- Contact Us
Cooperating Graduate Faculty
Marta González-Lloret, PhD; University of Hawai‘i at Mānoa
Marta González-Lloret is a graduate of the PhD program in Second Language Studies at the University of Hawai‘i at Mānoa (2008). She is an Associate Professor in Spanish at the Department of Languages and Literatures of Europe and the Americas and Affiliate Researcher in the Center for Advanced Study of Languages (CASL) at the University of Maryland. Marta’s main area of interest is in CALL (Computer-assisted Language Learning) focusing on intersections of technology and TBLT (Task-based Language Teaching), technology and L2 pragmatics, and Conversation Analysis for computer-mediated interaction. Marta teaches courses in Spanish applied linguistics, pragmatics, second language teaching methodology, and several CALL-related topics, including a recent seminar on computer-mediated communication. She regularly trains DOE language teachers in Hawai‘i and teachers from different ASEAN countries through the East-West Center in all aspects of CALL. She has published several chapters and articles on these topics and has given presentations in national and international venues. She has served/serves as area editor for “Pragmatics” in the Wiley Encyclopedia of Applied Linguistics (2012) and as editorial board of several journals, including CALICO Journal. Her most recent work, to appear in 2014, is Technology-mediated TBLT: Researching technology and tasks, a co-edited volume with Lourdes Ortega for John Benjamins’ book series on Task-based Language Teaching.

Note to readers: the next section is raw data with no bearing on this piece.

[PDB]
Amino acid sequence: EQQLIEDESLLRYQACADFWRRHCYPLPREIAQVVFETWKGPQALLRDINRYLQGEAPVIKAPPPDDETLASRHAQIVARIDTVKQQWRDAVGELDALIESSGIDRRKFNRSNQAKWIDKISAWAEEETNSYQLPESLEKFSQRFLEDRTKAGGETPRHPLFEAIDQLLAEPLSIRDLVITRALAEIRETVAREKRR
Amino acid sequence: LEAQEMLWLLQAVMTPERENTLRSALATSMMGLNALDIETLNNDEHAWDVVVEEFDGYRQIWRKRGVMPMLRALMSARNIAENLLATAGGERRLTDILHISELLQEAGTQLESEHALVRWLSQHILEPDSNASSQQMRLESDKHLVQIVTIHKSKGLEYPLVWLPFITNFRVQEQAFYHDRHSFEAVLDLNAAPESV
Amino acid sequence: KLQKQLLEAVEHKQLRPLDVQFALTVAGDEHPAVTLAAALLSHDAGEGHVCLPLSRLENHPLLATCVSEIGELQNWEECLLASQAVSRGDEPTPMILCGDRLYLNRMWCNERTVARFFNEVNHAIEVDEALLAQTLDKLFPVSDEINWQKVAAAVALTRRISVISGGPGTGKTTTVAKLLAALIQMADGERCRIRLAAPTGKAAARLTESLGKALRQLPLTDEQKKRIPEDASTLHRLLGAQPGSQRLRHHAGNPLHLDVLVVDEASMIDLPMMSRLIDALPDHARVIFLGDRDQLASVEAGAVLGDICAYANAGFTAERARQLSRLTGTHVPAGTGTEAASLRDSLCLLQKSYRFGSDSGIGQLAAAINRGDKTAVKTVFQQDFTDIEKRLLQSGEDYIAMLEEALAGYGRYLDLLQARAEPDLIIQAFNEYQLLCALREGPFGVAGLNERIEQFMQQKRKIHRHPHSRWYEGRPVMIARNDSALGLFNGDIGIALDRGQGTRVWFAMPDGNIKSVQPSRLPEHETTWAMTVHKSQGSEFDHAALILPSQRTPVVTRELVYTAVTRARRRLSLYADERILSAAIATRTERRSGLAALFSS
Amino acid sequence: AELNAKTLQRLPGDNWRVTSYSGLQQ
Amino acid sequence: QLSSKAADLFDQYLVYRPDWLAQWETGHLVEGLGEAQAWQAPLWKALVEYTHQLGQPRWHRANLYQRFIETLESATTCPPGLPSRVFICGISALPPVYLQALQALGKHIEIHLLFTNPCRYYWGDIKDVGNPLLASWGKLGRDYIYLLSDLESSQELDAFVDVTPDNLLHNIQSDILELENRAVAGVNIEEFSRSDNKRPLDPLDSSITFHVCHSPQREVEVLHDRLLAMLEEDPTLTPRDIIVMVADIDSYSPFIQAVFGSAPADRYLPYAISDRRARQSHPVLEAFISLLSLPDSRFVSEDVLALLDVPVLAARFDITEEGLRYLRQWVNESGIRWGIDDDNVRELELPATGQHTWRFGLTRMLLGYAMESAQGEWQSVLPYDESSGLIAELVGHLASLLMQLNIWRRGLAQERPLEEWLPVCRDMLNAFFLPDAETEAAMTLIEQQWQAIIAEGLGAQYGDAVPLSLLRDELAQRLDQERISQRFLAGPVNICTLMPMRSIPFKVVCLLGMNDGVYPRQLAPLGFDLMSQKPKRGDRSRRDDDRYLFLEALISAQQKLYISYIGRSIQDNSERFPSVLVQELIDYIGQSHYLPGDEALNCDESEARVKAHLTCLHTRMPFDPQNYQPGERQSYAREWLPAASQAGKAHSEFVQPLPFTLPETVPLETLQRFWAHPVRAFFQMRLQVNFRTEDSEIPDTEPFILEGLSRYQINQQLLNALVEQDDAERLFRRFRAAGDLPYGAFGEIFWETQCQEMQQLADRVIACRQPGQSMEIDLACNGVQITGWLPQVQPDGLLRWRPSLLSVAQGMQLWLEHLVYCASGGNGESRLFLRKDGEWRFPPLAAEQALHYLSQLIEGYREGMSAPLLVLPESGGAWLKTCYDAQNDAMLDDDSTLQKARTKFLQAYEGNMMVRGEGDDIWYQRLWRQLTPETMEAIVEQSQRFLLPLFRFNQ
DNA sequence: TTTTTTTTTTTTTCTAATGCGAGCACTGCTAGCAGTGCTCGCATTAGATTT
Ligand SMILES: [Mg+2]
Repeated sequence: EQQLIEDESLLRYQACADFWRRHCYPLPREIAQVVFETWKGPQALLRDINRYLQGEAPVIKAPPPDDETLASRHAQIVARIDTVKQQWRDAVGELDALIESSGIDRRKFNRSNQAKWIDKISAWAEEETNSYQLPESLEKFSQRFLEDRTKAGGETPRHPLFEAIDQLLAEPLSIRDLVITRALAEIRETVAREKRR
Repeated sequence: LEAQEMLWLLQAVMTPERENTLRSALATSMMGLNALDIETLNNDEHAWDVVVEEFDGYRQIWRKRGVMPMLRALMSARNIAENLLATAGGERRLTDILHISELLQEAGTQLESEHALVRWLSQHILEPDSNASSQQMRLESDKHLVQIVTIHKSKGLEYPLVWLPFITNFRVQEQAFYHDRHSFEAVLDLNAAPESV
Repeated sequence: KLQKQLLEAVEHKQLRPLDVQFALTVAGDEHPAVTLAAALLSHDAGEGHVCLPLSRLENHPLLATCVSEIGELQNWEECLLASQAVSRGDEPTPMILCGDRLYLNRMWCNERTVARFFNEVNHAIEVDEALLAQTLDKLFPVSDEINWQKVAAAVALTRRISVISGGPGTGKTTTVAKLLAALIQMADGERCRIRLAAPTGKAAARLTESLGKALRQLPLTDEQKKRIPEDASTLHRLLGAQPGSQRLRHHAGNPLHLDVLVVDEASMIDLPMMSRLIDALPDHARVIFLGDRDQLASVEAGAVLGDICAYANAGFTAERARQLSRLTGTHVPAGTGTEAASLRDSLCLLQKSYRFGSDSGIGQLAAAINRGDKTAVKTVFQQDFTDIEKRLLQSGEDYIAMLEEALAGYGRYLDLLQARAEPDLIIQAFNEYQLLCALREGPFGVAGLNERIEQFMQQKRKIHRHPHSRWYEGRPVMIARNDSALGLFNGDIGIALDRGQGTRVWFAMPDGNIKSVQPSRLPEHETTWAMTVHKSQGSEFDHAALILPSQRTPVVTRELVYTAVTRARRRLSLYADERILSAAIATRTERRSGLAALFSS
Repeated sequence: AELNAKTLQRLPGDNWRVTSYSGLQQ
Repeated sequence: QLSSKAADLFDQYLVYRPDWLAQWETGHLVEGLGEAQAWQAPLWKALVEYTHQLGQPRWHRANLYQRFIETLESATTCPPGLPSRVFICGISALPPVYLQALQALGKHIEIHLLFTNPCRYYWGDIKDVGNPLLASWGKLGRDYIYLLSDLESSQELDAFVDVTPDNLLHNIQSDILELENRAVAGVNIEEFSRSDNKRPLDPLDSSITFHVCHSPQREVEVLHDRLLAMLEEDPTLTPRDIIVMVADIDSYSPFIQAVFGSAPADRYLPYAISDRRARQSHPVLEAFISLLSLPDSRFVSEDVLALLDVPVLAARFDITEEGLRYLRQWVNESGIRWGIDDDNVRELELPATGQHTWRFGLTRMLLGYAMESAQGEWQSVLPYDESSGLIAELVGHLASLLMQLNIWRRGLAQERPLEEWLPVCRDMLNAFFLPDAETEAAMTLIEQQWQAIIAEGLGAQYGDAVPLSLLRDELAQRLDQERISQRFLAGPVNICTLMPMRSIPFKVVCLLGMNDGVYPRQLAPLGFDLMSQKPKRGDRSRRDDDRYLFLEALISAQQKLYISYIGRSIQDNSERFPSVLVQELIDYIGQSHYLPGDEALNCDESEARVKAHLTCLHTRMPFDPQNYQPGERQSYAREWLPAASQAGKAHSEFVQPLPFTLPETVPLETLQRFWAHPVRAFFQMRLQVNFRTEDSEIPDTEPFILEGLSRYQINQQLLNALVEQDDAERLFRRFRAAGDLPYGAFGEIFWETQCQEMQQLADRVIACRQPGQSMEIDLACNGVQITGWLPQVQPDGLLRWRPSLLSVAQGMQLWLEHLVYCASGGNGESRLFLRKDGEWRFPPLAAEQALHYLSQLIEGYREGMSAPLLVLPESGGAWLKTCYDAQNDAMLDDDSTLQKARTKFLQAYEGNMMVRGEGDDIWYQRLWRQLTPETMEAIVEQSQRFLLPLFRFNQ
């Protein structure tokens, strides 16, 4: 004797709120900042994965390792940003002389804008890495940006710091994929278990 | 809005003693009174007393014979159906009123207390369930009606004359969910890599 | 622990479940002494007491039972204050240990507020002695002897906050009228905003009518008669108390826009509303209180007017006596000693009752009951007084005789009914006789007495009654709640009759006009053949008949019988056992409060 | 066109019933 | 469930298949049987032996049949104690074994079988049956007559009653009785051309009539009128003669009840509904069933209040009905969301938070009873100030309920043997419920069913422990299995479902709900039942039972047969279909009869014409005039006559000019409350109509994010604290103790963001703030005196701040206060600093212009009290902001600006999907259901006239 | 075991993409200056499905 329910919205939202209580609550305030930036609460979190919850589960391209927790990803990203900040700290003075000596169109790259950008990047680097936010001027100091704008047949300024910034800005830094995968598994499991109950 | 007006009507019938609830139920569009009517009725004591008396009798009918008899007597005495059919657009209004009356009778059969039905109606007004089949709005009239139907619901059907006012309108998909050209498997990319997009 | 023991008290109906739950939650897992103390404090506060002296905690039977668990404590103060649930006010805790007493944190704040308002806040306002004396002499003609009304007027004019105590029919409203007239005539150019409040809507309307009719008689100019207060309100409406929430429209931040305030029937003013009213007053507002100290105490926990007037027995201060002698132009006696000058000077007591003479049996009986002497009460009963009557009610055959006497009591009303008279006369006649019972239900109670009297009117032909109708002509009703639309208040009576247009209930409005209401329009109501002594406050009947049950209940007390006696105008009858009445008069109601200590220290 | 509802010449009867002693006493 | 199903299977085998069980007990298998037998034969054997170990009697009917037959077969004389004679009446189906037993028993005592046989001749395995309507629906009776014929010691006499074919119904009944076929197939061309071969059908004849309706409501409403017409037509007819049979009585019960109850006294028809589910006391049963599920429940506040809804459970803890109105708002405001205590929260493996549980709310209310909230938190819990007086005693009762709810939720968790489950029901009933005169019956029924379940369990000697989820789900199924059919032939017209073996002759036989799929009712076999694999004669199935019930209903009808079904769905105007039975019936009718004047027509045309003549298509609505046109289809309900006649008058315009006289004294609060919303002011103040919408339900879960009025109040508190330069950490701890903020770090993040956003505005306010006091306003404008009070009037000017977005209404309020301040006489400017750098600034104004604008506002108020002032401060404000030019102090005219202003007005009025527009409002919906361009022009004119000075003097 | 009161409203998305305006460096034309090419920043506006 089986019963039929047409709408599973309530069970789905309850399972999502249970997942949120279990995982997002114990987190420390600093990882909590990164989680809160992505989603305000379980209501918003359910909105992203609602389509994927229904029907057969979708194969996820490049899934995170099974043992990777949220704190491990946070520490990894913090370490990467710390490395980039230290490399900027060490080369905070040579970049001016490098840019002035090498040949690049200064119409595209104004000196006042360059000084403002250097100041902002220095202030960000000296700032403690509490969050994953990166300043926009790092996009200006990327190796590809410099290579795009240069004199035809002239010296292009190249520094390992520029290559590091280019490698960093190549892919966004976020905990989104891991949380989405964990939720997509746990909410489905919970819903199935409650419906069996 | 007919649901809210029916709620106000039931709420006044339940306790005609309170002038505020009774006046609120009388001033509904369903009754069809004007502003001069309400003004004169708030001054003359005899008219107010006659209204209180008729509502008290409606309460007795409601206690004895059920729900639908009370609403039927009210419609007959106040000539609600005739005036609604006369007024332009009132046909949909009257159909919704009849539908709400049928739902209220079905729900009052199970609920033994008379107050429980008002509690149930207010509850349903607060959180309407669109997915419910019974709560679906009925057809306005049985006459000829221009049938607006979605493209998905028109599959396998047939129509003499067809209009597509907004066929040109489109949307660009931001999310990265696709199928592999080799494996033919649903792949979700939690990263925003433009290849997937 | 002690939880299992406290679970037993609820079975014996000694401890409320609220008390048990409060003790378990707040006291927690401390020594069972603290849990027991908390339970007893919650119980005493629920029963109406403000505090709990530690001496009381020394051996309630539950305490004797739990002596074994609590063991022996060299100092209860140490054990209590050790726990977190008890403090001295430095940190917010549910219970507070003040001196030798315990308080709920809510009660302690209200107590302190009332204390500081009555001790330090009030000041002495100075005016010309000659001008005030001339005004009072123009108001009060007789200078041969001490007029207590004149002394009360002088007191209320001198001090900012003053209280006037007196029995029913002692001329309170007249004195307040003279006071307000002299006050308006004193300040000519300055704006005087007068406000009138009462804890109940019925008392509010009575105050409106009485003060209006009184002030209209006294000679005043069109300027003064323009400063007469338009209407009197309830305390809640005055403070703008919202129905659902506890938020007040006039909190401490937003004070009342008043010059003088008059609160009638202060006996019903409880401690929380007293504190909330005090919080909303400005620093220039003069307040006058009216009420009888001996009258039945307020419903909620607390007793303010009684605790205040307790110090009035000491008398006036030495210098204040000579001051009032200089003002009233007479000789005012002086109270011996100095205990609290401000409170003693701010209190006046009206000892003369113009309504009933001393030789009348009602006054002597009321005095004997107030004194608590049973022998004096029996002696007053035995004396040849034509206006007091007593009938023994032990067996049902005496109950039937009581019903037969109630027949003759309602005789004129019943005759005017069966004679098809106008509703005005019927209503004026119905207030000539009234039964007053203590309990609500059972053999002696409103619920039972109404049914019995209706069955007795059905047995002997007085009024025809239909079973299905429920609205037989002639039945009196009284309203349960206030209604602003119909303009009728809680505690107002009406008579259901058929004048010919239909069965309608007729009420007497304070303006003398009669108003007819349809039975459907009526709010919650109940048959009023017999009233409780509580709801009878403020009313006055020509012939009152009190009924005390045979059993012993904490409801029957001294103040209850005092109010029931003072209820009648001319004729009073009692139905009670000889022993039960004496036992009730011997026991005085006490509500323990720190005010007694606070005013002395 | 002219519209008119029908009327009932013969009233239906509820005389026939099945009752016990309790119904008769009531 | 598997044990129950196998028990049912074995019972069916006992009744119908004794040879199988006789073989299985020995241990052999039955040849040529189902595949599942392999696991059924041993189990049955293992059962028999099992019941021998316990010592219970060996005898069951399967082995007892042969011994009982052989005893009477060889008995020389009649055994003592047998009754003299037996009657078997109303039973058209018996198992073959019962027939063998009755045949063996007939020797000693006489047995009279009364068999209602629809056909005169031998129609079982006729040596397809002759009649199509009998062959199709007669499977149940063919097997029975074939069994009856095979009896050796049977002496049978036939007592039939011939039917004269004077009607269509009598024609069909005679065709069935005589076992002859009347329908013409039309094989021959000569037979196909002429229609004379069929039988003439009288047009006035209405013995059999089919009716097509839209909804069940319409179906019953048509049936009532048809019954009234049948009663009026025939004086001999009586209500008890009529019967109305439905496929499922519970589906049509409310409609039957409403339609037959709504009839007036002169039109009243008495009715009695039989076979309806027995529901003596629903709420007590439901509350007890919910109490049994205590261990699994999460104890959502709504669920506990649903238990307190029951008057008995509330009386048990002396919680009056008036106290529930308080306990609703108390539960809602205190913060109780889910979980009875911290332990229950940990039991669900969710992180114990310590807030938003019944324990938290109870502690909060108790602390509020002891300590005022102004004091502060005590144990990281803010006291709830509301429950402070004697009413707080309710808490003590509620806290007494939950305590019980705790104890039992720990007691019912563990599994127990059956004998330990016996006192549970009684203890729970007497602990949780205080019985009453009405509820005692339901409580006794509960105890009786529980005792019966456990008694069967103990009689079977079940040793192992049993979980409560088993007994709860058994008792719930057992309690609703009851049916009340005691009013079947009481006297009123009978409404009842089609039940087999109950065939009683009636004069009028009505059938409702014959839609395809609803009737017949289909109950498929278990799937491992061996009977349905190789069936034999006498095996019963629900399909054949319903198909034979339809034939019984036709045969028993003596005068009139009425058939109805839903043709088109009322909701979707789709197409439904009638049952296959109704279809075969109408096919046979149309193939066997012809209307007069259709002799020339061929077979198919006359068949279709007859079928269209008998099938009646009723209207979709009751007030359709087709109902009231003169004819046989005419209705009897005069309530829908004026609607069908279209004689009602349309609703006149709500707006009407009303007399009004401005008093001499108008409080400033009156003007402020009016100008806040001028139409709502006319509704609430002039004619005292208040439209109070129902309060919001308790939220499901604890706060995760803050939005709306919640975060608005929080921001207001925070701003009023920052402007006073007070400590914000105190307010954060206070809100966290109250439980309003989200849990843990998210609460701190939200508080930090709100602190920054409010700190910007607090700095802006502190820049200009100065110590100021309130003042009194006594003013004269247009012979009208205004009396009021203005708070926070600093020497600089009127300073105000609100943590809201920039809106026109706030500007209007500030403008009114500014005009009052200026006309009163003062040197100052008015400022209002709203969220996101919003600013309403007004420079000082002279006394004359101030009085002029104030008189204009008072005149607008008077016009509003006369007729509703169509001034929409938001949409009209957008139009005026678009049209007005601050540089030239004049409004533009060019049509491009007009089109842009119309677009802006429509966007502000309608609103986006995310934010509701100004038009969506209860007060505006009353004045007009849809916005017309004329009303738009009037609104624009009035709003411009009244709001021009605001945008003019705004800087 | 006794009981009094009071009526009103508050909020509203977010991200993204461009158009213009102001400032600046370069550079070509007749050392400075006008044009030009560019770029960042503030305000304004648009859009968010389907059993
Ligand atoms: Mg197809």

Amy Schafer, PhD; University of Massachusetts – Amherst
Dr. Schafer specializes in psycholinguistics and spoken language processing, with particular attention to prosody/intonation and information structure (e.g., given, new, and focused information). Her interests include adult, child, native, non-native, and bilingual sentence and discourse processing in a range of languages (especially English, Korean, Japanese, and Austronesian languages). She is also exploring psycholinguistic topics in language documentation (field psycholinguistics), including detecting early signs of language endangerment (see the HALA Project) and attrition in heritage speakers. Much of her research is conducted in the College of LLL’s Language Analysis and Experimentation Laboratories (LAE Labs), which she co-founded in 2001 and co-directs, and which contain facilities for recording, subject running, freehead eyetracking, and other common experimental tasks. Professor Schafer regularly teaches LING 412, an undergraduate introduction to psycholinguistics; LING 640Y, a graduate introduction to psycholinguistics; LING 632, a graduate introduction to experimental methods for language research; and seminars in psycholinguistics, including methods in eyetracking. One of her current projects examines prosody, event structure, and referential processing in native English speakers versus Japanese- and Korean-speaking learners of English.